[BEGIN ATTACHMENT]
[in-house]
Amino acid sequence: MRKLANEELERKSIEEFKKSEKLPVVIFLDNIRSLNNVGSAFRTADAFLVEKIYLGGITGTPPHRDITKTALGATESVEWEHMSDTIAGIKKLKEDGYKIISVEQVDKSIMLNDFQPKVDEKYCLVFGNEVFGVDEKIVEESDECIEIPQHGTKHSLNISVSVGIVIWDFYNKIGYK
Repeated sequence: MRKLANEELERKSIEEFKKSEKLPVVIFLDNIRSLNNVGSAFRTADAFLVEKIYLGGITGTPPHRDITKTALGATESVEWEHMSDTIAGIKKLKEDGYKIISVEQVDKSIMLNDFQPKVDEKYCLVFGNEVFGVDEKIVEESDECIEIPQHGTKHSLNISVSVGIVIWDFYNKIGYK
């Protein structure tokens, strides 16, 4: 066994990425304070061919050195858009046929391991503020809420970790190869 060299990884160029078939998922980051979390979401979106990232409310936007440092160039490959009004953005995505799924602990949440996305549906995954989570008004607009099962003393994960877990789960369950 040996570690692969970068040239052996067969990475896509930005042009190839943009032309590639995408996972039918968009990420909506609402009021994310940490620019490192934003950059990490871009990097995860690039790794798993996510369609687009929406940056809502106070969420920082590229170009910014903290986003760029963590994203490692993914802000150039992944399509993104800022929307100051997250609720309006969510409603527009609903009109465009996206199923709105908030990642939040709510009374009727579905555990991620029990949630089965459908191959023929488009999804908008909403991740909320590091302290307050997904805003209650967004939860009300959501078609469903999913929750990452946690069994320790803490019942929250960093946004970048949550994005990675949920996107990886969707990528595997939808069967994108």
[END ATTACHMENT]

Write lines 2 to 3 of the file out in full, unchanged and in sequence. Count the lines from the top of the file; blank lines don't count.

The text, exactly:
Amino acid sequence: MRKLANEELERKSIEEFKKSEKLPVVIFLDNIRSLNNVGSAFRTADAFLVEKIYLGGITGTPPHRDITKTALGATESVEWEHMSDTIAGIKKLKEDGYKIISVEQVDKSIMLNDFQPKVDEKYCLVFGNEVFGVDEKIVEESDECIEIPQHGTKHSLNISVSVGIVIWDFYNKIGYK
Repeated sequence: MRKLANEELERKSIEEFKKSEKLPVVIFLDNIRSLNNVGSAFRTADAFLVEKIYLGGITGTPPHRDITKTALGATESVEWEHMSDTIAGIKKLKEDGYKIISVEQVDKSIMLNDFQPKVDEKYCLVFGNEVFGVDEKIVEESDECIEIPQHGTKHSLNISVSVGIVIWDFYNKIGYK